World’s Largest Calorie Eating Contest
How you’re a participant without even knowing it
Posted Sep 22, 2014
As children, many of us were taught that we couldn’t leave the dinner table unless we finished what was on our plates. This was a good strategy for parents to ensure that we are getting enough nutrients, but what happens as our plates get bigger?
Food cues can have powerful influences on our decisions. While people often think of food cues as advertisements or savory smells, they can also come in much more subtle forms. In fact, as it turns out, food cues can be divided into two different categories: those that are “sensory” (i.e., smell, taste, even sounds), and - a lesser-known factor - those that are “normative” (i.e., cues that signal how much is appropriate to eat). One example of a normative food cue is portion sizes. We all know that restaurant portions are usually oversized (and may even contain a whole day’s worth of calories), however, portion sizes serve as markers telling us what’s a normal amount to eat. And studies show that we unconsciously tend to match these expectations. In fact, one experiment found that increasing the amount of pasta presented on a plate in a restaurant setting also increased the number of calories that participants ate by 43%. This is also true for drinks; increasing the size of a beverage from 12 to 18 fluid ounces has been shown to lead to increased beverage consumption.
Another great example of the importance of portion sizes comes from research showing that when study participants’ soup bowls were continuously filled - and thus, they were never given the cue to stop eating from the sight of an empty bowl - they ate significantly more soup even though when asked, they did not believe they consumed more. Thus, unconsciously relying on external cues is one way empty calories can unknowingly sneak into your diet.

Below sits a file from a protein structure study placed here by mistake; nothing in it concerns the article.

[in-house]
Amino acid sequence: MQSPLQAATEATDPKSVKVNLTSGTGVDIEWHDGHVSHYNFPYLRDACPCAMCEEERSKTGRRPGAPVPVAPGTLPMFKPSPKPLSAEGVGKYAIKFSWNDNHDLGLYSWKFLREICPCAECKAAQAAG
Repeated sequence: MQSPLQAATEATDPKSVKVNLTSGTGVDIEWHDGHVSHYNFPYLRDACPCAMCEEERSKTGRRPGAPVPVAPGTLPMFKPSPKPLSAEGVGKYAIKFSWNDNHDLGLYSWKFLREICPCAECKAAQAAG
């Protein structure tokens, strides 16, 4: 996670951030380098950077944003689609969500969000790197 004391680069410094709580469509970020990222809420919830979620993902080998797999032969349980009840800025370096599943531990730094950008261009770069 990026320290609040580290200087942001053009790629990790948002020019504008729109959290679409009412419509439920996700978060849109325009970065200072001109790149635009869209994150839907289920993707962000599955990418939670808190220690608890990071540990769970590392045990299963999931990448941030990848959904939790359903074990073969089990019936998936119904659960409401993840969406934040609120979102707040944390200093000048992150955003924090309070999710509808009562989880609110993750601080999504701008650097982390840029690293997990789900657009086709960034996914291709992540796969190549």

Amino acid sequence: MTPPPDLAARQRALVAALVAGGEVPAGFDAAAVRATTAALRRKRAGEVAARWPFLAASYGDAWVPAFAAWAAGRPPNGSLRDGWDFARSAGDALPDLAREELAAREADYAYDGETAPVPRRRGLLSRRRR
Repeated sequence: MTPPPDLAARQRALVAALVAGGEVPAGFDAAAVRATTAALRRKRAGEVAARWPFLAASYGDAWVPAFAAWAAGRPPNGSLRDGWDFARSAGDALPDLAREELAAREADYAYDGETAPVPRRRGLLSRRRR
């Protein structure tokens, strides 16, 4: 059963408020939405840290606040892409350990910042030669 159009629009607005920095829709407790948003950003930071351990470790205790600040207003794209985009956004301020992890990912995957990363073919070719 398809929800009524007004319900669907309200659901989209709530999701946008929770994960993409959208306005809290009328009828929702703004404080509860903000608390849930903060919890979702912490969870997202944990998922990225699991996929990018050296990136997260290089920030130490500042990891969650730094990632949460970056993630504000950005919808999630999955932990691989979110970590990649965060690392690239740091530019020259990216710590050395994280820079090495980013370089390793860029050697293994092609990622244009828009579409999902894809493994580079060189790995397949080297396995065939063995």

Unfortunately, portion sizes have increased tremendously over the last several decades, likely contributing to the current rates of being overweight and obese. In fact, recent evidence suggests that eating outside of the home is associated with increased calorie intake. So what can we do? First, we can start by being intentional when we sit down to a meal about how much we want to eat and/or try not to eat out as often. It may even be helpful when at a restaurant to ask for an additional plate or use an appetizer plate to make your own portion size once your meal is given to you. Just being aware of the cues that can influence our intake can make you think twice and consume less.
Herman CP, Polivy J (2008). External cues in the control of food intake in humans: The sensory-normative distinction. Physiol Behav 94(5):722-8.
Diliberti N, Bordi PL, Conklin MT, Roe LS, Rolls BJ (2004). Increased portion size leads to increased energy intake in a restaurant meal. Obes Res 12(3):562-8.
Flood JE, Roe LS, Rolls BJ (2006). The effect of increased beverage portion size on energy intake at a meal. J Am Diet Assoc 106(12):1984-90.
Wansink B, Painter JE, North J (2005). Bottomless bowls: why visual cues of portion size may influence intake. Obes Res 13(1):93-100.
Lachat C, Nago E, Verstraeten R, Roberfroid D, Van Camp J, Kolsteren P (2012). Eating out of home and its association with dietary intake: a systematic review of the evidence. Obes Rev 13(4):329-46.
Appreciation is extended to Ms. Monica Gordillo and Susan Murray for drafting this post.
Dr. Nicole Avena is a research neuroscientist/psychologist and expert in the fields of nutrition, diet and addiction. She has published over 50 scholarly journal articles, as well as several book chapters on topics related to food, addiction, obesity and eating disorders. She recently edited the book, Animal Models of Eating Disorders (Springer/Humana Press, 2013), and she has a book Why Diets Fail (Ten Speed/Crown) that was released January 1, 2014. Her research achievements have been honored by awards from several groups including the New York Academy of Sciences, the American Psychological Association, the National Institute on Drug Abuse, and her research has been funded by the National Institutes of Health (NIH) and National Eating Disorders Association. She has appeared on several television programs, including Dr. Oz, Good Day NY and The Couch.